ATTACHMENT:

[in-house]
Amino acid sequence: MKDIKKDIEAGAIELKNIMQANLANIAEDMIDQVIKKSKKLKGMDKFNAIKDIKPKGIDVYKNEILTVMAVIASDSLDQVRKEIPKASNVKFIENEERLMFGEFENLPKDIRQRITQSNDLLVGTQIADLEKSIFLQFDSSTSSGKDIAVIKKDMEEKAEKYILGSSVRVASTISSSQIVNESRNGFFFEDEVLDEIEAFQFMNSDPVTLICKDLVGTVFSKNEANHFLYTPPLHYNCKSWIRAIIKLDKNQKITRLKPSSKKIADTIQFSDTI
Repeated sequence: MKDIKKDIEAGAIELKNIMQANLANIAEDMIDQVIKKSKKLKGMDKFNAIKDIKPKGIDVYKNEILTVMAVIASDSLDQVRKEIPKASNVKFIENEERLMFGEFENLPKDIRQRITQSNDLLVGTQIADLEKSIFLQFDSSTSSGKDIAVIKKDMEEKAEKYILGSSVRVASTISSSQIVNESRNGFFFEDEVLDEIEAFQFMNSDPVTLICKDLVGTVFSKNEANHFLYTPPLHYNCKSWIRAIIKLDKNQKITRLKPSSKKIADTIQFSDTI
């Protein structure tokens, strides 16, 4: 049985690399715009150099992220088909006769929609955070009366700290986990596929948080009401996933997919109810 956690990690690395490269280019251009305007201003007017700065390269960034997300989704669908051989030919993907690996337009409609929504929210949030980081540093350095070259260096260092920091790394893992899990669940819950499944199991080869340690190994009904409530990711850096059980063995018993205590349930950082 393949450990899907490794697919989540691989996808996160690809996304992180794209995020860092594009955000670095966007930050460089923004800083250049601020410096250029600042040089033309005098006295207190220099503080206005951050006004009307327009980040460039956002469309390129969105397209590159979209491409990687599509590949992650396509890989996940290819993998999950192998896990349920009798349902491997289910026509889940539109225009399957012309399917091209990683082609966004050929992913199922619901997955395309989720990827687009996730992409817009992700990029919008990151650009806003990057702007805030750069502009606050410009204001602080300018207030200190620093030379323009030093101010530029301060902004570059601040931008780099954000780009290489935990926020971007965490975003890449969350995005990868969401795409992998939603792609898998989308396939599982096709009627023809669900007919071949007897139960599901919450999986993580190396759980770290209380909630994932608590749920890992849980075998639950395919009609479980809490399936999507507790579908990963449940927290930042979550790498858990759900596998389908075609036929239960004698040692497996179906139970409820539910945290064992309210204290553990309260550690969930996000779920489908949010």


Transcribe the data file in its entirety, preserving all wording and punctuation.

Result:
[in-house]
Amino acid sequence: MKDIKKDIEAGAIELKNIMQANLANIAEDMIDQVIKKSKKLKGMDKFNAIKDIKPKGIDVYKNEILTVMAVIASDSLDQVRKEIPKASNVKFIENEERLMFGEFENLPKDIRQRITQSNDLLVGTQIADLEKSIFLQFDSSTSSGKDIAVIKKDMEEKAEKYILGSSVRVASTISSSQIVNESRNGFFFEDEVLDEIEAFQFMNSDPVTLICKDLVGTVFSKNEANHFLYTPPLHYNCKSWIRAIIKLDKNQKITRLKPSSKKIADTIQFSDTI
Repeated sequence: MKDIKKDIEAGAIELKNIMQANLANIAEDMIDQVIKKSKKLKGMDKFNAIKDIKPKGIDVYKNEILTVMAVIASDSLDQVRKEIPKASNVKFIENEERLMFGEFENLPKDIRQRITQSNDLLVGTQIADLEKSIFLQFDSSTSSGKDIAVIKKDMEEKAEKYILGSSVRVASTISSSQIVNESRNGFFFEDEVLDEIEAFQFMNSDPVTLICKDLVGTVFSKNEANHFLYTPPLHYNCKSWIRAIIKLDKNQKITRLKPSSKKIADTIQFSDTI
């Protein structure tokens, strides 16, 4: 049985690399715009150099992220088909006769929609955070009366700290986990596929948080009401996933997919109810 956690990690690395490269280019251009305007201003007017700065390269960034997300989704669908051989030919993907690996337009409609929504929210949030980081540093350095070259260096260092920091790394893992899990669940819950499944199991080869340690190994009904409530990711850096059980063995018993205590349930950082 393949450990899907490794697919989540691989996808996160690809996304992180794209995020860092594009955000670095966007930050460089923004800083250049601020410096250029600042040089033309005098006295207190220099503080206005951050006004009307327009980040460039956002469309390129969105397209590159979209491409990687599509590949992650396509890989996940290819993998999950192998896990349920009798349902491997289910026509889940539109225009399957012309399917091209990683082609966004050929992913199922619901997955395309989720990827687009996730992409817009992700990029919008990151650009806003990057702007805030750069502009606050410009204001602080300018207030200190620093030379323009030093101010530029301060902004570059601040931008780099954000780009290489935990926020971007965490975003890449969350995005990868969401795409992998939603792609898998989308396939599982096709009627023809669900007919071949007897139960599901919450999986993580190396759980770290209380909630994932608590749920890992849980075998639950395919009609479980809490399936999507507790579908990963449940927290930042979550790498858990759900596998389908075609036929239960004698040692497996179906139970409820539910945290064992309210204290553990309260550690969930996000779920489908949010």